Warning: Some images and language in this article may be graphic.
JOHNSON COUNTY — It seems simple, right? A person dies, law enforcement arrives, and the coroner is called to collect the body, case closed. Wrong. Deputy Chief coroners of Johnson County Mike Pruitt and Derek Wilson recall their jobs to be quite different and immensely more demanding.
For the Johnson County’s Coroners Office, their employees are all part-time. “It’s like we’re working full-time jobs for part-time pay,” said Pruitt.
As of late, Johnson County coroners have been busier than ever. From the Greenwood mall shooting to their most recent juvenile homicide in which a high school sophomore was shot and killed at his own bus stop.
These men and women work day in and day out, on top of their full-time jobs, to serve families of the deceased in their county.
From call to scene to notification
The work process for coroners can be all over the place, some investigations even taking longer than 12 hours. There are a lot of working parts. So let’s break this down in the simplest of terms.
- The on-call coroner receives a call of a body on scene and they are asked to respond.
- Upon arrival, the coroner takes a photo of the body and the identification process begins.
- After the body is identified or during the ID process, the coroner determines whether or not an autopsy will take place.
- Family/next of kin is notified. Typically this is done in-person by Johnson Co. coroners, sometimes accompanied by law enforcement, however, there are times notification via phone is necessary, i.e. the family lives out of state.
- The body is housed in Johnson Co. morgue following autopsy (if conducted) until burial or cremation.
Important note: If a body is not positively identified, meaning that it is unclaimed, the body is cremated and stored in the coroner’s office. Currently, there are two unclaimed remains residing in the office. One of the two was a veteran.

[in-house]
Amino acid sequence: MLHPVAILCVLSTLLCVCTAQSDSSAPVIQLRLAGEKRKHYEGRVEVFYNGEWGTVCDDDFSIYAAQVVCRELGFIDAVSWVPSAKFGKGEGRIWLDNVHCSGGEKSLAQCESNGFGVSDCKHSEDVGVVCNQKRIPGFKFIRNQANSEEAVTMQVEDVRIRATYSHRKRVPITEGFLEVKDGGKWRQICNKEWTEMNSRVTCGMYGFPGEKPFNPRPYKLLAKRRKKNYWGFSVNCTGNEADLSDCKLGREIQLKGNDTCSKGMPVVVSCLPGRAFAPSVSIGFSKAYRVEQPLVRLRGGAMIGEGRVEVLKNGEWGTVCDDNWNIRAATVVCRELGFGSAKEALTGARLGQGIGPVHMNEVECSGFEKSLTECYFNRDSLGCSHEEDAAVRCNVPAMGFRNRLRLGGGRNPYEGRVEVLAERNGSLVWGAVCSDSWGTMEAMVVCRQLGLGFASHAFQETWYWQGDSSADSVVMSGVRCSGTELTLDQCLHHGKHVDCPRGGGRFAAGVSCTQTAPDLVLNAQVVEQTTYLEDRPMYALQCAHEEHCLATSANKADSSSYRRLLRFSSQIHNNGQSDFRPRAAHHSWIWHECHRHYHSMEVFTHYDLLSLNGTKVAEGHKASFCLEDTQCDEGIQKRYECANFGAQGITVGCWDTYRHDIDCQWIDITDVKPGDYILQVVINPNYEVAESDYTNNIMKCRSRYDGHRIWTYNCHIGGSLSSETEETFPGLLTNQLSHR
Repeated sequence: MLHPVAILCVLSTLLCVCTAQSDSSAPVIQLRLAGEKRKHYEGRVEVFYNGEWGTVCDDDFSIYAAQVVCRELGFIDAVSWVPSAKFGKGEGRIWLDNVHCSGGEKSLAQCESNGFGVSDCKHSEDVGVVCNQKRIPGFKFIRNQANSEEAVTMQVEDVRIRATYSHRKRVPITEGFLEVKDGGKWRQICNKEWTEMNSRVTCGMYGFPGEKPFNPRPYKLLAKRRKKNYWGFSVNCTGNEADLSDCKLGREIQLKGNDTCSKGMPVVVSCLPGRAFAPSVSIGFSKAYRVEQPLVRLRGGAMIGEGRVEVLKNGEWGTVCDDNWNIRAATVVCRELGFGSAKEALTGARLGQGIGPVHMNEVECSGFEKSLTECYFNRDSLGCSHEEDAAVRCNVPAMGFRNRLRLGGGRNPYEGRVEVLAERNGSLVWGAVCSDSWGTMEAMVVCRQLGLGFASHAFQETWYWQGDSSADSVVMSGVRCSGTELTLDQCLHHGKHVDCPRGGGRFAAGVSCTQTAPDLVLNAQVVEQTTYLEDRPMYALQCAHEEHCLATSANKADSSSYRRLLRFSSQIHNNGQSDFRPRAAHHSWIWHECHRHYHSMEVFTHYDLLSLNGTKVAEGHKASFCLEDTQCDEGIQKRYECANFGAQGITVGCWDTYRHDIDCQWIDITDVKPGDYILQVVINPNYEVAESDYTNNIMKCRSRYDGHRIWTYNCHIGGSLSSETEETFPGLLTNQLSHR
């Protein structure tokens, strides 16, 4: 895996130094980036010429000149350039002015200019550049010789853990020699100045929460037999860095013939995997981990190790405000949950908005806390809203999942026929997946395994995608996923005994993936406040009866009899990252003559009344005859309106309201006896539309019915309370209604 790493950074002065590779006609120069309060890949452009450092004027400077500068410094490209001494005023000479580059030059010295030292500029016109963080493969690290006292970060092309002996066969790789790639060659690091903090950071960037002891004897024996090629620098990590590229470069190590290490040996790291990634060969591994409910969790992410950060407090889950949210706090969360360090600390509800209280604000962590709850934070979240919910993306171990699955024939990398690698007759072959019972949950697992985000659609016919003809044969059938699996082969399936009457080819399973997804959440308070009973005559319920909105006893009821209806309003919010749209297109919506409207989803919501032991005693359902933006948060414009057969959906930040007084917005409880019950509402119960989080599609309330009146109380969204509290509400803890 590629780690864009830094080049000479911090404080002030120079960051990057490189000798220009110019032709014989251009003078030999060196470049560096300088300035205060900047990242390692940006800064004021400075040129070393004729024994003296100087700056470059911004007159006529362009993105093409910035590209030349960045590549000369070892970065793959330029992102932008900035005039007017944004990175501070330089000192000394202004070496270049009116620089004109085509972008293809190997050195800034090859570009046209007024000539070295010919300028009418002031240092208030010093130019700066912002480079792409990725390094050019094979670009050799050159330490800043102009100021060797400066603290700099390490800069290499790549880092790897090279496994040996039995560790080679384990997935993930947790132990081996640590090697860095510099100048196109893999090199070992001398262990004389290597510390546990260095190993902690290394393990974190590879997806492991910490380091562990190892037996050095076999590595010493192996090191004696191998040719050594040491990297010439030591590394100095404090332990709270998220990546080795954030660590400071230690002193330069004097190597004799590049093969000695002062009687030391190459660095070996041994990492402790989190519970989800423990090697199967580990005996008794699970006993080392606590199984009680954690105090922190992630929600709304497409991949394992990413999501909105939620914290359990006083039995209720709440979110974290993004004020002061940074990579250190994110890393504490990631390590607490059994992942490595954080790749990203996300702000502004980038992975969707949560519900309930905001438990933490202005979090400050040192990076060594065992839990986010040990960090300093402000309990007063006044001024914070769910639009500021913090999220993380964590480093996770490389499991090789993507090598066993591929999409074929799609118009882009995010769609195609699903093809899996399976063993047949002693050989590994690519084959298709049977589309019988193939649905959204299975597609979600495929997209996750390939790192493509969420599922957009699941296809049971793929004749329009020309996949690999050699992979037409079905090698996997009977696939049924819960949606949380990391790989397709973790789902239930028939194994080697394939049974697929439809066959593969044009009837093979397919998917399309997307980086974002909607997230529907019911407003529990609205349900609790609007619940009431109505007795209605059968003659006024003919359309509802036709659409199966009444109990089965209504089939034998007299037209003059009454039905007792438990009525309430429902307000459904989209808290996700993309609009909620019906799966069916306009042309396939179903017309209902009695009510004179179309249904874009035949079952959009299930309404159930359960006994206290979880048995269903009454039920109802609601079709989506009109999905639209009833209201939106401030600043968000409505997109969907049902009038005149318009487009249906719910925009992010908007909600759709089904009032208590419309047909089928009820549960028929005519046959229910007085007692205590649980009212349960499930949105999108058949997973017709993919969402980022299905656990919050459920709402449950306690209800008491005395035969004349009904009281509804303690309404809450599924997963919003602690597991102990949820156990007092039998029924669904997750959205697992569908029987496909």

During this process, the coroner(s) will also reach out to family to let them know of the organ donation process and their options. Interestingly enough, even if an adult has that little red heart on their driver’s license indicating they want their organs donated post-mortem, family can still say no.
In the morgue
Johnson Co.’s morgue resides at the Johnson County Hospital. In fact, the hospital’s morgue and the coroner’s morgue are housed right next to each other.
Inside of the morgue, you will find, most obviously, dead bodies contained in body bags. You may also find containers of different parts of bodies, typically skin samples, being preserved usually in formaldehyde or other chemicals.
“Typically we keep these just in case we need to run some sort of DNA test such as a paternity test,” explained Pruitt.
The Johnson County morgue typically can hold up to three bodies, due to the smaller size of the county. Other, larger counties, such as Marion, can hold more. Larger counties means a larger population and therefore more deaths.
Pruitt and Wilson said that a “good day” for them is when they have positive identification meaning they don’t have to go through multiple channels to identify family. Family is either there on scene or easy to contact.
“They want answers,” said Pruitt talking about the victims’ families. “They want closure.”
As a coroner, it is Pruitt and Wilson’s duty to personally deliver devastating news to the deceased’s loved ones. Both Pruitt and Wilson said that after a while, they realized they have put up a wall when it comes to detaching their emotions from each case.
“I’ll go out on a case and leave it where it is,” said Wilson. “You don’t want to start bringing that stuff home.”
Pruitt and Wilson are both strong advocates of stopping crime before it happens. “It’s all about education,” said Wilson.
“We don’t have false alarms,” said Pruitt. Each call they receive means at least one dead body. Both Pruitt and Wilson and the entire Johnson County coroner’s office have begun to team up with local advocacy groups to stop crime at its source.
“Unfortunately, we have seen a large spike in juvenile deaths, specifically suicides,” said Pruitt. “So, we began to team up with ATLAS, a local not-for-profit, to help families dealing with a death by suicide.”
ATLAS is a volunteer-led group that includes individuals who have also dealt with suicide in their families. This way, the families the volunteers are talking to are given comfort knowing that they are not alone.
Both Pruitt and Wilson have recently begun looking inward and reflecting on their emotions at the end of each day. They both realize that people in law enforcement need to be taken care of too.
“Often coroners are called the ‘last responders’ because we deal with the back-end of things,” explained Pruitt. Meaning coroners have to deliver the hard news, most of the time, the hardest news people ever receive in their lifetime.
“You never know what the situation will be like,” said Wilson. “Each one is different and you can’t predict it.”